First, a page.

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НазваEndocrine system (реферат)
РозділІноземна мова, реферати англійською, німецькою
ФорматWord Doc
Тип документуРеферат
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Endocrine system





1 Function


1.1 Types of signaling


1.1.1 Endocrine


1.1.2 Autocrine


1.1.3 Paracrine


1.1.4 Juxtacrine


2 Role in disease


3 Table of endocrine glands and secreted hormones


3.1 Hypothalamus


3.2 Pineal body (epiphysis)


3.3 Pituitary gland (hypophysis)


3.3.1 Anterior pituitary lobe (adenohypophysis)


3.3.2 Posterior pituitary lobe (neurohypophysis)


3.3.3 Intermediate pituitary lobe (pars intermedia)


3.4 Thyroid


3.5 Parathyroid


3.6 Heart


3.7 Striated muscle


3.8 Skin


3.9 Adipose tissue


3.10 Stomach


3.11 Duodenum


3.12 Liver


3.13 Pancreas


3.14 Kidney


3.15 Adrenal glands


3.15.1 Adrenal cortex


3.15.2 Adrenal medulla


3.15.3 Testes


3.16 Ovary


3.17 Placenta (when pregnant)


3.18 Uterus (when pregnant)


4 See also


5 References


6 External links





The endocrine system is a system of small organs that involve the

release of extracellular signaling molecules known as hormones. The

endocrine system is instrumental in regulating metabolism, growth,

development and puberty, and tissue function and also plays a part in

determining mood.[1] The field of study that deals with disorders of

endocrine glands is endocrinology, a branch of the wider field of

internal medicine.


Major endocrine glands. (Male on the left, female on the right.) 1.

Pineal gland 2. Pituitary gland 3. Thyroid gland 4. Thymus 5. Adrenal

gland 6. Pancreas 7. Ovary 8. Testes




The endocrine system is an information signal system much like the

nervous system. However, the nervous system uses nerves to conduct

information, whereas the endocrine system mainly uses blood vessels as

information channels. Glands located in many regions of the body release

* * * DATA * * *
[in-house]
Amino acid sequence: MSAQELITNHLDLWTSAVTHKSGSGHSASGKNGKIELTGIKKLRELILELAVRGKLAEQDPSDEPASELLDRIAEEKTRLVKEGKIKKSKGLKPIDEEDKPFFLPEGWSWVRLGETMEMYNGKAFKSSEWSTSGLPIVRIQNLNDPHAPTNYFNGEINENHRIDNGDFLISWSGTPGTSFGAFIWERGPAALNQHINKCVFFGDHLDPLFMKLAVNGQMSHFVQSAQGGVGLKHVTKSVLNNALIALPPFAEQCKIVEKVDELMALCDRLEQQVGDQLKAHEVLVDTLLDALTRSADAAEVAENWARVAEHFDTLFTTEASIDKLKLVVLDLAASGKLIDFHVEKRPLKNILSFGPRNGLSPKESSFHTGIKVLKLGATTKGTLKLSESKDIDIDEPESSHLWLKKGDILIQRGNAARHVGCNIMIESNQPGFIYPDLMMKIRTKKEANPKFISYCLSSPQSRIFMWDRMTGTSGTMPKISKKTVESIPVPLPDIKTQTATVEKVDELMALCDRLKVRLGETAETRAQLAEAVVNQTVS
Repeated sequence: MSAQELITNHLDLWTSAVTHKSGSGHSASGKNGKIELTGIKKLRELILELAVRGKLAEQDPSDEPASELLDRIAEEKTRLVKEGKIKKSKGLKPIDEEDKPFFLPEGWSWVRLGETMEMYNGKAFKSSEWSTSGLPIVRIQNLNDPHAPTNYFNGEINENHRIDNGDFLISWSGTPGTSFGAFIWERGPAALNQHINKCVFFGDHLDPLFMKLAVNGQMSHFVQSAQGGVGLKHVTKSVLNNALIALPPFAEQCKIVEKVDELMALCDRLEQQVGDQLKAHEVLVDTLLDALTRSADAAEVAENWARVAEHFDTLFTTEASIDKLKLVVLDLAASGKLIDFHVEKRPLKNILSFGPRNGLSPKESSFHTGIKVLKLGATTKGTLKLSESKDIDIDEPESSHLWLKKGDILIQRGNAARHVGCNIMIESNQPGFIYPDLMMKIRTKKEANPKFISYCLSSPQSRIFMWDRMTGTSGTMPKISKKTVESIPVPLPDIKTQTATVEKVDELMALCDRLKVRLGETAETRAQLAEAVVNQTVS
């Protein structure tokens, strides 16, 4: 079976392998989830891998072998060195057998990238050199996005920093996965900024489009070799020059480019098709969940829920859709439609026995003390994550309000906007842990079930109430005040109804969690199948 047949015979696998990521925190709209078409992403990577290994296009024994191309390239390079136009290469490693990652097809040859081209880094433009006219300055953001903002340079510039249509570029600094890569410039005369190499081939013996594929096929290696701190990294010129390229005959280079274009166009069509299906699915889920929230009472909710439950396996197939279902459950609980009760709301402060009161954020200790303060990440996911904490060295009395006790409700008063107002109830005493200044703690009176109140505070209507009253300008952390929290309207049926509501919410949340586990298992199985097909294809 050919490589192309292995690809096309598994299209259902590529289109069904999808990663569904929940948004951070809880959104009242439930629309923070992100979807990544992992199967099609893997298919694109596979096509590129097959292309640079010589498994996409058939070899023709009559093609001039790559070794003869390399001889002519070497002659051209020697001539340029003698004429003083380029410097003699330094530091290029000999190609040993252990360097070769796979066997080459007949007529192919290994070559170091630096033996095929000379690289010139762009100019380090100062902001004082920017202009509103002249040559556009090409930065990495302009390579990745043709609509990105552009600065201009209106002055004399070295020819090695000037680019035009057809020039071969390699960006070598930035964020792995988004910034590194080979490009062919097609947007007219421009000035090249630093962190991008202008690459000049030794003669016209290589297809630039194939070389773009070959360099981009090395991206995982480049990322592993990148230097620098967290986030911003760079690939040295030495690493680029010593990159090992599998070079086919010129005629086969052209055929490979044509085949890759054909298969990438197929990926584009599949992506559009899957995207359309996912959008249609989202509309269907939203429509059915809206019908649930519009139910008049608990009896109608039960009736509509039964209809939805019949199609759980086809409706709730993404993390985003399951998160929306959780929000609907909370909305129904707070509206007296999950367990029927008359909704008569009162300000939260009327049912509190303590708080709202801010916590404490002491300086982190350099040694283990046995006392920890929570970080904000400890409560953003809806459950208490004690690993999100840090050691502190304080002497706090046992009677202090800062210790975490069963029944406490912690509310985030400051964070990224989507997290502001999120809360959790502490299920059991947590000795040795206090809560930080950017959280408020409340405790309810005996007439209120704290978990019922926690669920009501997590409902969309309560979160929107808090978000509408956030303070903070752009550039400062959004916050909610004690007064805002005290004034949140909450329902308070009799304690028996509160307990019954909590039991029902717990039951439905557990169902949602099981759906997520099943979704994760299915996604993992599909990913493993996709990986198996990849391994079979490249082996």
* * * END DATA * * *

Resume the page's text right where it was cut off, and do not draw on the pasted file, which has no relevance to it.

into the bloodstream specific chemical messengers called hormones.

Hormones regulate the many and varied functions of an organism, e.g.,

mood, growth and development, tissue function, and metabolism, as well

as sending messages and acting on them.


Types of signaling


The typical mode of cell signaling in the endocrine system is endocrine

signaling. However, there are also other modes, i.e., paracrine,

autocrine, and neuroendocrine signaling.[2] Purely neurocrine signaling

between neurons, on the other hand, belongs completely to the nervous





A number of glands that signal each other in sequence is usually

referred to as an axis, for example, the hypothalamic-pituitary-adrenal

axis. Typical endocrine glands are the pituitary, thyroid, and adrenal

glands. Features of endocrine glands are, in general, their ductless

nature, their vascularity, and usually the presence of intracellular

vacuoles or granules storing their hormones. In contrast, exocrine

glands, such as salivary glands, sweat glands, and glands within the

gastrointestinal tract, tend to be much less vascular and have ducts or

a hollow lumen.




Other signaling can target the same cell.




Paracrine signaling is where the target cell is nearby.



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